Soapboxes For Everyone

In the comments area on Gaping Void, Dwight Little recently had this to say, “Advertising as we know it is ineffective. Advertising as we know it is obsolete. Advertising as we know it is extinct.
Have I got that right?
Once again, I ask Hugh – and Keith and the rest – if “the ‘conventional’ ad biz must die a quick and sudden death,” what will replace it?
I’m not trying to be snarky or insincere. I am genuinely curious. I keep hearing people on this site gas on about advertising’s ills – and there is much truth to what you say. But I don’t hear too many concrete alternatives.”

Good work, Mr. Little.
Keith responded by saying, “What is going to replace conventional marketing/advertising? Producing the best products and services. Look, for the last 50 years, the bulk of what the consumer was offered has been shit. The role of advertising/marketing has been trying to convince the consumer that this chicken shit is chicken salad.”
Keith goes on to wax poetic about California’s In-N-Out Burgers, concluding that McDonald’s, despite all their ad dollars spent, can’t compete with In-N-Out in a corner-to-corner competition. In other words, quality with word-of-mouth behind it trumps junk with money behind it any day.
That part, I’m happy to buy. But, it remains to be seen if consumers will link together and demand better products and better service (to say nothing of better marketing) from firms that casually flaunt their flimsy offerings in our faces. At this point, I don’t see too many companies lining up to voluntarily dismantle marketing in favor of product development. So, it will take active, persistent and widespread consumer participation to drive this ship forward. And it’s not about the end of anything, certainly not the end of advertising. It’s about better communications creating more trust and tighter relationships.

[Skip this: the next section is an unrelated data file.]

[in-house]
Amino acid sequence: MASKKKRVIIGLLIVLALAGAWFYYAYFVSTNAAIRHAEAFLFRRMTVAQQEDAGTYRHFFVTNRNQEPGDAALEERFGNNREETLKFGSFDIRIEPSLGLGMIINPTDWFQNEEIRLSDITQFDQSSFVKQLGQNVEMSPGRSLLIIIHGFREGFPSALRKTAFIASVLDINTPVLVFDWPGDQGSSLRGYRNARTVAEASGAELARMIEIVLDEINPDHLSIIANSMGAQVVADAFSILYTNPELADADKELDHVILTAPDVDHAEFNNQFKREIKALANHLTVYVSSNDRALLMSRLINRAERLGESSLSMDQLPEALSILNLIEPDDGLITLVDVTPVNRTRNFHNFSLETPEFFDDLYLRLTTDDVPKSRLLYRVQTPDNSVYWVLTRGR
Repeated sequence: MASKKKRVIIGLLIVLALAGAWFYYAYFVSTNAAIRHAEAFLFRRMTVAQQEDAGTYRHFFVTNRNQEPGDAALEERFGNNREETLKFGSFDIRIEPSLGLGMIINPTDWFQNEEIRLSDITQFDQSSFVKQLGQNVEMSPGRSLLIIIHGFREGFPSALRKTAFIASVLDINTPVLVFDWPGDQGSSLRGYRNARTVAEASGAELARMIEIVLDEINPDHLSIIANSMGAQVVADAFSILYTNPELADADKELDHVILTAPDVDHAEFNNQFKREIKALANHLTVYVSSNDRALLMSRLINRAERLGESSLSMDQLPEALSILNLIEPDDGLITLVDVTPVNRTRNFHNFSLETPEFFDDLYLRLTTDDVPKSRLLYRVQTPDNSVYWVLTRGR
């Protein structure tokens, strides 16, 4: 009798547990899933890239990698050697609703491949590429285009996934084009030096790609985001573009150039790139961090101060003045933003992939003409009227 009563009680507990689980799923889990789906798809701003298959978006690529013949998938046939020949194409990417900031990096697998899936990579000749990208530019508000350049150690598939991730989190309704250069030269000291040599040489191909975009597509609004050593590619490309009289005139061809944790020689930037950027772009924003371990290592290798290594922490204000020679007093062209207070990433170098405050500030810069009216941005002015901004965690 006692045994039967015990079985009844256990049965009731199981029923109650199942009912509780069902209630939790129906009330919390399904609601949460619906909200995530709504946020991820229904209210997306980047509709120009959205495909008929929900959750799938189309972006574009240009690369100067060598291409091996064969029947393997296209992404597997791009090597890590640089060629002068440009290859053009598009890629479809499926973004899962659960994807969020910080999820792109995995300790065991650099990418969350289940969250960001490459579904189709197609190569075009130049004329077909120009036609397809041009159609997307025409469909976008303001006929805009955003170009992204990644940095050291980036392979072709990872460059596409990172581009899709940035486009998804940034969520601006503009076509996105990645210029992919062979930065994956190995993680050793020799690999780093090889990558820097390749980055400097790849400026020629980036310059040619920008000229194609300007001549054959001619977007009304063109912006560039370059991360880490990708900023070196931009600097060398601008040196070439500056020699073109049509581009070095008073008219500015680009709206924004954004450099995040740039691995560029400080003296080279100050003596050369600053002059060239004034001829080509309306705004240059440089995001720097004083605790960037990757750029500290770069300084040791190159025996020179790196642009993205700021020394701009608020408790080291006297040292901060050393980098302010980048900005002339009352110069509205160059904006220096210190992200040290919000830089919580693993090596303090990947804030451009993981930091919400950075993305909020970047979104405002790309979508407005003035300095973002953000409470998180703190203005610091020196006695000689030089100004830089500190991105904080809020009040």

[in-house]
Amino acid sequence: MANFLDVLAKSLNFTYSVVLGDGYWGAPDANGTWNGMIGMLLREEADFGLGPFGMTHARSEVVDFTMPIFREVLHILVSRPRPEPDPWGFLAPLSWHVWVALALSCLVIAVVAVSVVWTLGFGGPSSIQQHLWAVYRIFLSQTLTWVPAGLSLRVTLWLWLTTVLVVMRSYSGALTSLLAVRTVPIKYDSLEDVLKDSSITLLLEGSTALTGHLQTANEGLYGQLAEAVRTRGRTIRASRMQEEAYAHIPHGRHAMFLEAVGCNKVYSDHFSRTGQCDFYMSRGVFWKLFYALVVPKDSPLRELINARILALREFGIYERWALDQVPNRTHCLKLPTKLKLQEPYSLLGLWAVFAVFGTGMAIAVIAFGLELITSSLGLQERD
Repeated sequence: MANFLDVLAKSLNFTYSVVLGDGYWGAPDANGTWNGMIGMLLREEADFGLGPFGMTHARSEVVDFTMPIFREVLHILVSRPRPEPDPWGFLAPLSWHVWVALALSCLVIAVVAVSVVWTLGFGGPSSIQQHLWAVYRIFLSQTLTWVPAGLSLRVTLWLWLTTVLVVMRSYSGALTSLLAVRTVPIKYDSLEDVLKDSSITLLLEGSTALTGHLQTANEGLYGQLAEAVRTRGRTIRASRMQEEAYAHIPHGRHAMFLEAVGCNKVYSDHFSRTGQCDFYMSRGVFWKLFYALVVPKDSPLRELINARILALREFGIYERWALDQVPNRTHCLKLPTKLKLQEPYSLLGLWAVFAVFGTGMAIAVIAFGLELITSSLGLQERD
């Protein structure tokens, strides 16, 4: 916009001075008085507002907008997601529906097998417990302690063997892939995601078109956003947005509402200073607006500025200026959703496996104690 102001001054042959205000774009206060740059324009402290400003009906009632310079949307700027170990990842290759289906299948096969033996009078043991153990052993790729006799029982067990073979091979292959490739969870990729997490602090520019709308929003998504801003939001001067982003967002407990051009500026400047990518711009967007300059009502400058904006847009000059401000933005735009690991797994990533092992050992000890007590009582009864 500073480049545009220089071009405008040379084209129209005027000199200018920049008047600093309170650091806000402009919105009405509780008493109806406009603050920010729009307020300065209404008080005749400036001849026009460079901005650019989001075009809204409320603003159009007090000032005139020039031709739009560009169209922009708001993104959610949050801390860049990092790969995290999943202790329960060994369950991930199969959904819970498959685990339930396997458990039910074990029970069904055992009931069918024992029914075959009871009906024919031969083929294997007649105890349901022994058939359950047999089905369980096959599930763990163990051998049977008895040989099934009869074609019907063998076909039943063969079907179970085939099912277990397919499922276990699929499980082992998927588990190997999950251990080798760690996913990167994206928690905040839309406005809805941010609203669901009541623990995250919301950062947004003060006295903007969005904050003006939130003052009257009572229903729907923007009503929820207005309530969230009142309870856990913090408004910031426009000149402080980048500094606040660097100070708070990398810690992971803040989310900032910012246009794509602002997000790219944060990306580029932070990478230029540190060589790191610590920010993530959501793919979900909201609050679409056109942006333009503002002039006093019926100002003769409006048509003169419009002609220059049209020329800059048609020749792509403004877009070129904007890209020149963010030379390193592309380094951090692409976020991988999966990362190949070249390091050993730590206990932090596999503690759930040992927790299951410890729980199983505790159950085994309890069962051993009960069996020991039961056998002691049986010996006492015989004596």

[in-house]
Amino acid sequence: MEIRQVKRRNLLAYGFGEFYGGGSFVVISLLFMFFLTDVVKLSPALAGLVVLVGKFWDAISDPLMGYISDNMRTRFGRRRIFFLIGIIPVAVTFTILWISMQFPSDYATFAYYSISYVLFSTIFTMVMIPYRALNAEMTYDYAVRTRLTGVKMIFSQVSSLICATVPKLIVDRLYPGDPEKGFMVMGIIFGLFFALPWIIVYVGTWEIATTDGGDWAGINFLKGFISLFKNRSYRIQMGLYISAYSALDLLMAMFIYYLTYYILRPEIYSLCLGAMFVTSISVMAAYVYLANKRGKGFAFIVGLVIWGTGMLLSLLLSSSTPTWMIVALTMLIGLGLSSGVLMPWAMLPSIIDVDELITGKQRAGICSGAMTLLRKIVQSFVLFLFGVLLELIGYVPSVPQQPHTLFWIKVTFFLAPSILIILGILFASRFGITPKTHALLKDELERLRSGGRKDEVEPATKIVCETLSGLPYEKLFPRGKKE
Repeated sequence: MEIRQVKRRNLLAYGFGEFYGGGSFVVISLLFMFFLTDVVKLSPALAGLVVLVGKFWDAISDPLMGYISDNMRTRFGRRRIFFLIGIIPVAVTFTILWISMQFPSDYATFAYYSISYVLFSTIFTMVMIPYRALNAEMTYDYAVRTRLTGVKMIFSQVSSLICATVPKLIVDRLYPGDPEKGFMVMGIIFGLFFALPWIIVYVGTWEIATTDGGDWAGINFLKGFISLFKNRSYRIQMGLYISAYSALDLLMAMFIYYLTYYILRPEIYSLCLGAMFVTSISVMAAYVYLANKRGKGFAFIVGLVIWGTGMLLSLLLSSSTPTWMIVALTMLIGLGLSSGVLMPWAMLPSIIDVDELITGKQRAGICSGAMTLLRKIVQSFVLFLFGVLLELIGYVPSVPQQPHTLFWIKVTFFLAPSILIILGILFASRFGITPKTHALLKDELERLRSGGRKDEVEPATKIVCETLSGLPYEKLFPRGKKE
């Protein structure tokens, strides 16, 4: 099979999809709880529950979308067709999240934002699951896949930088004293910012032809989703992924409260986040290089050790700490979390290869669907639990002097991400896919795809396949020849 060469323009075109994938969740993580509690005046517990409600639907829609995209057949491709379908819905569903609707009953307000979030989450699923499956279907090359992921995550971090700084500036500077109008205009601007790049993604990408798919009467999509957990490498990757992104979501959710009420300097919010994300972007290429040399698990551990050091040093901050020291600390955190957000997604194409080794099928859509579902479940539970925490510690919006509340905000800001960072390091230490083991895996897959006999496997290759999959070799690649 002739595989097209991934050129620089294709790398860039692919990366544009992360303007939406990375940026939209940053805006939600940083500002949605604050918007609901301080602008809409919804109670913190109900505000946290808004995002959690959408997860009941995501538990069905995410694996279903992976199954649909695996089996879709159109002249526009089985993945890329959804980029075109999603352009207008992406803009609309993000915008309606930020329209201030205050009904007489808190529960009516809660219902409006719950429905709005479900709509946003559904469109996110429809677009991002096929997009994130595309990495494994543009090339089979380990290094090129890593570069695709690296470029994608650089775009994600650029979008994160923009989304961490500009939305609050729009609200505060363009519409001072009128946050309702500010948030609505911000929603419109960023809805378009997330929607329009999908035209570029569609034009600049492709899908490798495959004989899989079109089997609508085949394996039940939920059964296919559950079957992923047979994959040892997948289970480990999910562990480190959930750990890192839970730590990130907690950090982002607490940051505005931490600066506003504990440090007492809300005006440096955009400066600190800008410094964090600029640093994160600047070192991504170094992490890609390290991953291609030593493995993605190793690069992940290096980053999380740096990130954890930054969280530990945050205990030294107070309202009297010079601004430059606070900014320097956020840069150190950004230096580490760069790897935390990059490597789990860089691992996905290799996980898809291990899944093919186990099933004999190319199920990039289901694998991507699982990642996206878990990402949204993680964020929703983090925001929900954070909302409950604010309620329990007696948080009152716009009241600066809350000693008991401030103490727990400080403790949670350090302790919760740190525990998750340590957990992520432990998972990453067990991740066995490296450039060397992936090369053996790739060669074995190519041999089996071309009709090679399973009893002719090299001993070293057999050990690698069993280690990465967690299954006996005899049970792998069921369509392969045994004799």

About David Burn

Co-founder and editor of AdPulp. I wrote my first ad for a political candidate when I was 17 years old. She won her race and I felt the seductive power of advertising for the first time. I worked for seven agencies in five states before launching my own practice in 2009. Today, I am head of brand strategy and creative at Bonehook in Portland, Oregon.


  1. For advertising to REALLY work, regardless of media, it has to be good. Great work works even better. Unfortunately, there’s far too little good work, and great work is virtually nonexistent. Why? That’s the question, and has been for decades, since the only difference between the crap of thirty years ago and the crap of today is that today there’s more of it, since there are more outlets for it to hit the consumer in the face.
    Good work, or great work, IS possible regardless of media. Look in the annuals. All it takes is a combination of ability, drive and dedication by everyone involved at every level (including the client) to do it. Getting that all-inclusive involvement is the virtually impossible trick, for everyone involved usually has a separate agenda.

  2. I agree with you, Clyde. There’s far too little great work being done.
    But great work can mask poor corporate practices, as is the case with Nike. If you lean toward Keith’s worldview, there’s nothing good about great branding when the company’s products (or principles) are in some way flawed.
    So we have multiple levels of concern. Mr. Little, like me, is concerned with cutting the bullshit. Keith dreams of the day when there is no need for ads. And then there’s the argument that people wouldn’t hate advertising like they do, if it was notably better.